Republican lawmakers have used the debt-limit debate to help them portray Biden’s proposed fiscal expansion – spanning expanded child tax credits, paid family leave and new benefits for Medicare recipients – as out-of-control government spending. An eventual Democrat-only vote to raise the debt limit would provide fodder for election attack ads.
Meantime, Congress also faces a deadline for enacting a stopgap spending bill to keep the federal government funded past the start of the new fiscal year on Oct 1. The Bill Republicans blocked on Monday included both funding to keep the government running until early December and a debt-ceiling suspension until December 2022.
“Sometime today” Democrats will make the determination on “what the best strategy is to move it forward and get it done,” Hoyer said of the continuing resolution that will be needed to keep the government open and avert a shutdown.
Democrats on Tuesday discussed ways to change the debt ceiling in the future, Pelosi said. Those included minting a US$1 trillion dollar coin or giving the Treasury the power to raise the ceiling on its own.
Blake Gwinn, head of US rates strategy for RBC Capital Markets, said he doesn’t expect any broad market impact from the debt-limit fight beyond Treasury debt maturing in close to the default deadline, unless the country gets “within a few days” of default or a major credit rating company downgrades the US debt rating, as occurred in 2011.
“Because we’ve been through this before, I think people will still expect a deal to come together until the very last minute,” Gwinn said.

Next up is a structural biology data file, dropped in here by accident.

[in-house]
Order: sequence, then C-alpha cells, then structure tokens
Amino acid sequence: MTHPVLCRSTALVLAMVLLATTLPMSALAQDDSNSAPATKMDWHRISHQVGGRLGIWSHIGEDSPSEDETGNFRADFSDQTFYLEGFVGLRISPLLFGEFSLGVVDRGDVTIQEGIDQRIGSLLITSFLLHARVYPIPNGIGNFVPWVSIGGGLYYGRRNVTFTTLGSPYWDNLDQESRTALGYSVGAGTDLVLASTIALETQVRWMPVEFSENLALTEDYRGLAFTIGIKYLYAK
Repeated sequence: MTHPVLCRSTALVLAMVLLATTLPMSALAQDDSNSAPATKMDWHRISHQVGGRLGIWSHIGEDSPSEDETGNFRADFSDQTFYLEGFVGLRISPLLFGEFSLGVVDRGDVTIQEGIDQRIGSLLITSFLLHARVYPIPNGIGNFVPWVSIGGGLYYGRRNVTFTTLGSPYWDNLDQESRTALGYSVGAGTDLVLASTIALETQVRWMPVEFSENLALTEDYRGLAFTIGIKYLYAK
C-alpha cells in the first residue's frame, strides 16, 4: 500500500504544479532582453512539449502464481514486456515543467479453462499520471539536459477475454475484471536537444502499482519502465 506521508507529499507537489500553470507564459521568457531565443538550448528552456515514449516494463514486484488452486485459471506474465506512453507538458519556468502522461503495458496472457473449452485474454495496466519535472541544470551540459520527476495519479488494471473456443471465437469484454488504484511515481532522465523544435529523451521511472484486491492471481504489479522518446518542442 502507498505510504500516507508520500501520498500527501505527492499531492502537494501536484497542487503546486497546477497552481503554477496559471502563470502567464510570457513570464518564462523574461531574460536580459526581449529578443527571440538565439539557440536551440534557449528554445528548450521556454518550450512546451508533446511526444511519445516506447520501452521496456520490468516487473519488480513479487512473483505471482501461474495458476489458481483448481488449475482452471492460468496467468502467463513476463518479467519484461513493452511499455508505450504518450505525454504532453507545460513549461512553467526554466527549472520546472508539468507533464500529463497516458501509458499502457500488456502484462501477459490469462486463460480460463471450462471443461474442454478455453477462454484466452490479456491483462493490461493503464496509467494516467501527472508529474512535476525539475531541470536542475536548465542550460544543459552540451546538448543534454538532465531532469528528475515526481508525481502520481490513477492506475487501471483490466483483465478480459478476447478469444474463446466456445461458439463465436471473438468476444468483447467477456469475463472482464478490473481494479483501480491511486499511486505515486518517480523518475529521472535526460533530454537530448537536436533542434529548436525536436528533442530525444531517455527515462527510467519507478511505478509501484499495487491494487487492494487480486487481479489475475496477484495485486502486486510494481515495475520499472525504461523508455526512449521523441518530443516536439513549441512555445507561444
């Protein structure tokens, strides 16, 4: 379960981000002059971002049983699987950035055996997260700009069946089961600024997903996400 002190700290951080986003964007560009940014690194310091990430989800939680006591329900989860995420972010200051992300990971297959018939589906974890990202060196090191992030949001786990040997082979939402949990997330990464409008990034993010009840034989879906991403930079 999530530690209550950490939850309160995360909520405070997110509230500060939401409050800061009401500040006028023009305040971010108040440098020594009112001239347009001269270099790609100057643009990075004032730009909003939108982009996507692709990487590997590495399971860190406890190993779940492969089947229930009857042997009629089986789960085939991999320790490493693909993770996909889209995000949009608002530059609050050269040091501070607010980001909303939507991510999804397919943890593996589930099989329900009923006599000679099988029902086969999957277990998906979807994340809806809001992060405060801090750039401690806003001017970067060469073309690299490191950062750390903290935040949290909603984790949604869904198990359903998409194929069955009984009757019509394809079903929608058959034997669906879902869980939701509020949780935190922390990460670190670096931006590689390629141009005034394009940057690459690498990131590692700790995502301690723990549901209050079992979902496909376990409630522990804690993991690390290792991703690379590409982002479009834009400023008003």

During the debt limit battles of 2011 and 2013 investors grew worried as default neared. In 2011, yields on effected Treasury bills began to surge about eight days ahead of default and in 2013 about 20 days beforehand. Stocks tumbled in the aftermath of the 2011 sovereign downgrade by S&P Global Ratings.
Cost of debt standoffs
The debt standoffs also have direct costs to taxpayers because of the higher interest rates investors demand because of the payment uncertainty.
Delays in raising the debt limit in 2011 forced the government to pay US$1.3 billion in additional borrowing costs that year, not including any impact on the Treasury’s costs in later years, according to a US General Accountability Office assessment the following year. Democrats can raise the debt ceiling on their own through the reconciliation process, which bypasses the filibuster in the Senate.
The most likely scenario would have Democrats revise an already-passed budget resolution that set the stage for an economic package of as much as US$3.5 trillion, creating separate legislation to raise the debt ceiling.
The process would involve two lengthy Senate debates and “vote-a-ramas,” where scores of amendments could be offered. Once the Senate is finished, the House would have to clear the amended budget resolution and the debt-cap hike. Other Democratic lawmakers have stopped short of ruling out the go-it-alone strategy.
Yellen’s new estimated timeline – an update from the “some time” in October she had previously advised – suggests Democrats will need to get started on the reconciliation process within days if they opt to pursue that solution.
“While this is our best estimate, the federal government’s cash flows are subject to unavoidable variability,” Yellen said in her letter to Pelosi, Schumer, McConnell, House minority leader Kevin McCarthy and other top lawmakers.
“This uncertainty underscores the critical importance of not waiting to raise or suspend the debt limit.”